Outlook ‘Worrying’ For Canada’s Wheat Farmers

TORONTO, Canada -- Rain and flooding have already wiped out much of their acreage this spring and raised fears this could be one of the worst wheat harvests ever in Western Canada.

Now wheat prices are falling because farmers in Russia, Ukraine and Kazakhstan are enjoying bumper harvests and ramping up exports.

“There are a lot of things that are worrying if you isolate your thoughts on wheat,” said Neil Townsend, a grain market analyst at the Canadian Wheat Board.

Russia and Ukraine are major wheat producers but they sharply restricted exports last year after drought ruined many crops.

Those restrictions came off July 1 and both countries have started pouring grain on to world markets at discount prices in an effort to win back customers.

Russia recently signed a deal to sell 180,000 tonnes of winter wheat to Egypt reportedly at a $40 (U.S.) a tonne discount to competing grain from the European Union and the United States.

The competition could get even tougher once this year’s spring crop is harvested.

Russia’s crop is expected to jump 30 per cent to 53 million tonnes, while Ukraine’s will be up 5 per cent to 18 million tonnes.

Exports from Russia, Ukraine and Kazakhstan are expected to double to 32 million tonnes in total.

Other major wheat producers, including the U.S. and EU, are also predicting decent crops and even countries like China, India and Iran have enjoyed good harvests making them unlikely buyers.

Canada should export about 15 million tonnes.

As a result, the price of wheat on the Chicago Board of Trade has been dropping steadily and hit an 11 month low last month at $6.17 a bushel.

Canadian wheat prices could be pushed higher if the heat wave across much of the U.S. ruins some of the corn crop, Mr. Townsend said.

Corn is particularly vulnerable to hot weather now because the plants are just starting to pollinate and a lack of moisture will hurt crop yields.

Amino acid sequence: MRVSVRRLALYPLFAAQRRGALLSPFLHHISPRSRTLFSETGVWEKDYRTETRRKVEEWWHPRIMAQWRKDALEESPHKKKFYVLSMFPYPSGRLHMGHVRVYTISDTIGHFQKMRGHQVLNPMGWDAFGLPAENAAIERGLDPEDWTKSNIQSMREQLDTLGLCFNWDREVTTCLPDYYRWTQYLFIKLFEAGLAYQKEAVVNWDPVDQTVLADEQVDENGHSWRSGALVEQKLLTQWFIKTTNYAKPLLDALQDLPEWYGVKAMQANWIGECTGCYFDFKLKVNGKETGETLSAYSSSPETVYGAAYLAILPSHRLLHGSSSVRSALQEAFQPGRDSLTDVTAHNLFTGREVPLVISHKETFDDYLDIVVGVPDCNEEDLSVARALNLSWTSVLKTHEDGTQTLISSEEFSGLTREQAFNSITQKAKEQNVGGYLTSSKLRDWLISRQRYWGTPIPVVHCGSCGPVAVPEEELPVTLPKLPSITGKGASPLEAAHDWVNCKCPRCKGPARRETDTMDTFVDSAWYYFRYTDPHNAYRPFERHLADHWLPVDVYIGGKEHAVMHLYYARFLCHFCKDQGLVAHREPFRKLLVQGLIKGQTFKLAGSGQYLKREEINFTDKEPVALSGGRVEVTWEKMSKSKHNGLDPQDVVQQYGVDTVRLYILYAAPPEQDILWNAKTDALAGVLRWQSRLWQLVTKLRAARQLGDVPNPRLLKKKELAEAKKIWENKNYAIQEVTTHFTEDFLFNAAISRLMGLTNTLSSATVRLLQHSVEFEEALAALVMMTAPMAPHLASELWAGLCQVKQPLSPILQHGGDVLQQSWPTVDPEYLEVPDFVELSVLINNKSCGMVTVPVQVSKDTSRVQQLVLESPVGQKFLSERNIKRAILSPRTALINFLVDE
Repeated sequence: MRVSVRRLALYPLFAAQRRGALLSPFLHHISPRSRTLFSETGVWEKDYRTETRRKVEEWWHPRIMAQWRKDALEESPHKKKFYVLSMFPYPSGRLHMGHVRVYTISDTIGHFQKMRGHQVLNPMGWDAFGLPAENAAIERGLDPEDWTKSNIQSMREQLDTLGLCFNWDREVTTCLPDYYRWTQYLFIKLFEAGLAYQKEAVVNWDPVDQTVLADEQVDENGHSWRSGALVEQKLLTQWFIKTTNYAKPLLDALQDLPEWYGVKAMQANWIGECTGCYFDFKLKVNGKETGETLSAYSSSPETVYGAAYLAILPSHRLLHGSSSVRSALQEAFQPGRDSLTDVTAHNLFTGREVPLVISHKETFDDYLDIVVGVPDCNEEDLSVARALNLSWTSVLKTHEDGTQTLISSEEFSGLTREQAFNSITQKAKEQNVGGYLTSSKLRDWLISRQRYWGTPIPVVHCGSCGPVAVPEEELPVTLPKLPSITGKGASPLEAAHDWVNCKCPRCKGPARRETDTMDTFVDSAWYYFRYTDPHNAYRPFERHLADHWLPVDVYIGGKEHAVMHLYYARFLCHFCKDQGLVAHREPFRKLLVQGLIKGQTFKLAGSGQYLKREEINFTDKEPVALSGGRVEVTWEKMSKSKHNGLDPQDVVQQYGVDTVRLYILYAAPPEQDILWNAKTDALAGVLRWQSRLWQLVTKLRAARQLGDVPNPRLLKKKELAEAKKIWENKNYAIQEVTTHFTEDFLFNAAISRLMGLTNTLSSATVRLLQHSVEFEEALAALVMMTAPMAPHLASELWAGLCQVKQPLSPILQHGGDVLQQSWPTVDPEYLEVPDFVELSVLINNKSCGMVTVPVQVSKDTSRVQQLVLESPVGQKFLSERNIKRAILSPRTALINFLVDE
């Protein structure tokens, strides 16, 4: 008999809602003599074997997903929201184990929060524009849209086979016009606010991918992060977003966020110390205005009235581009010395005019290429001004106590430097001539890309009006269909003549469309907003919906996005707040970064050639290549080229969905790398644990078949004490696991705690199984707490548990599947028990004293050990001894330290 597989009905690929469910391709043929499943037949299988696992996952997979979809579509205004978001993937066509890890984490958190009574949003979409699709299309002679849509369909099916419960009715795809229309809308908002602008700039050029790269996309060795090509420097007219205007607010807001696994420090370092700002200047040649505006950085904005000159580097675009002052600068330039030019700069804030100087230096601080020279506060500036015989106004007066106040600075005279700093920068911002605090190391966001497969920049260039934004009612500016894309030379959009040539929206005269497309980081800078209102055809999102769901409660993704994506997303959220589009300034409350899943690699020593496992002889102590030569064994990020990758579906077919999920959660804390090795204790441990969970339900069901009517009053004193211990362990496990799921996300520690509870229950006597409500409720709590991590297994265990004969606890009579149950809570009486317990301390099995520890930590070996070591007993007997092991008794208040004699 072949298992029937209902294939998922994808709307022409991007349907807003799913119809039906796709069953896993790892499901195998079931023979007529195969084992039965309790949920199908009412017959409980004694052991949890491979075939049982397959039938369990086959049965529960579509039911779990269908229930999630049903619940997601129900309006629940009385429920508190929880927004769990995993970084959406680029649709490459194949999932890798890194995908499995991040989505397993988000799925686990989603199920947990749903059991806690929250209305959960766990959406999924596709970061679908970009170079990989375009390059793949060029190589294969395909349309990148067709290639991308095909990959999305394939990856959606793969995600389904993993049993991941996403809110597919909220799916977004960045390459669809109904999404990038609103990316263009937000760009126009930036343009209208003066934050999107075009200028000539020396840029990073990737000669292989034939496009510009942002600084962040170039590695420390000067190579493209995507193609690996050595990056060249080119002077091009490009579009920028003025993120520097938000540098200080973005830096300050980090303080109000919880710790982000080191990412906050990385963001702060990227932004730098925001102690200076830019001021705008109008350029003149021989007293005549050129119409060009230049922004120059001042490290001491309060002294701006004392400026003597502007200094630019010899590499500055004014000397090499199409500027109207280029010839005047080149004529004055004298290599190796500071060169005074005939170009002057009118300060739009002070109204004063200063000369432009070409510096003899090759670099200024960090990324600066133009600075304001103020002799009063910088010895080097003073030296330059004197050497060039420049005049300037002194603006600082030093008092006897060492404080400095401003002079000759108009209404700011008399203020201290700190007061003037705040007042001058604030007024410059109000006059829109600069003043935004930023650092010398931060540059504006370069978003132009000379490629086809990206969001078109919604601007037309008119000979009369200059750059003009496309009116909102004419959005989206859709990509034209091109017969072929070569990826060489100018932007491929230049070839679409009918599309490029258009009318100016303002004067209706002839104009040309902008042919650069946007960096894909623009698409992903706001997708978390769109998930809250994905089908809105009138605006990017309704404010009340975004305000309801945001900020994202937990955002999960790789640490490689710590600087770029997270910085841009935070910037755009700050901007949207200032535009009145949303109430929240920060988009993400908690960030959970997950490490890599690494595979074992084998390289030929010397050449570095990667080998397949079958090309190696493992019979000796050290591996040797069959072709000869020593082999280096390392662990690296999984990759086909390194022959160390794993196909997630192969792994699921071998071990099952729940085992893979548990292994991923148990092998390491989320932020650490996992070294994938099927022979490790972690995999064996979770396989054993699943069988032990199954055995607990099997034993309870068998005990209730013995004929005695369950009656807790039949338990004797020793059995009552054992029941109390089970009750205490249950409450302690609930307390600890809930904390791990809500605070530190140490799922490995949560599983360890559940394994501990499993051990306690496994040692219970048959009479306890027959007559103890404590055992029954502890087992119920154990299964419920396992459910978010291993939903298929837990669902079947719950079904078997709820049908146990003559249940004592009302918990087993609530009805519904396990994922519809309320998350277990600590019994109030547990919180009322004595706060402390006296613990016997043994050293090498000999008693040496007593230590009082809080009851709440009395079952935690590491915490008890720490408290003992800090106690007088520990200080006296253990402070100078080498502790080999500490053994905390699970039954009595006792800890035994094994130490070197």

“The biggest ray of hope [for Canadian wheat farmers] would be if we do see tangible yield damage to the corn crop,” Mr. Townsend said. “You hate to say that but that’s the absolute key right now.”

Any drop in the amount of corn harvested will reverberate across all grain markets, especially wheat.

That’s because wheat and corn are often interchangeable as feed for livestock.

Corn prices also tend to drive the price of other grains because it is such a massive and lucrative crop, worth far more than any other crop.

The hot weather is already having an impact on prices.

Wheat and corn gained about 7 per cent last week in Chicago.

However, by Friday wheat had fallen back on concerns about Russian selling, dropping 12.25 cents to close at $6.94.

One other hope for Canadian farmers is a mild September.

That’s critical because bad weather forced many farmers to plant their crops much later this spring, meaning harvesting will be pushed back as well.

If the weather holds, the quality of the crop will improve and more will be harvested. Better quality wheat tends to fetch a higher price.

“Right now, Russian wheat is starting to win some world tenders,” said Jerry Klassen, manager of the Winnipeg office of Switzerland-based GAP SA Grains and Products.

“But that’s not usually the tenders that Canadian wheat competes in. Russia will export about 15 to 20 million tonnes this year, but it’s usually lower quality wheat.”

The Russian spring crop is still growing and it is not clear yet how it will fare, he said.

Overall, “the influence of the Russian wheat crop will be felt stronger once we have the first frost [in Canada],” he said.

Source: Globe and Mail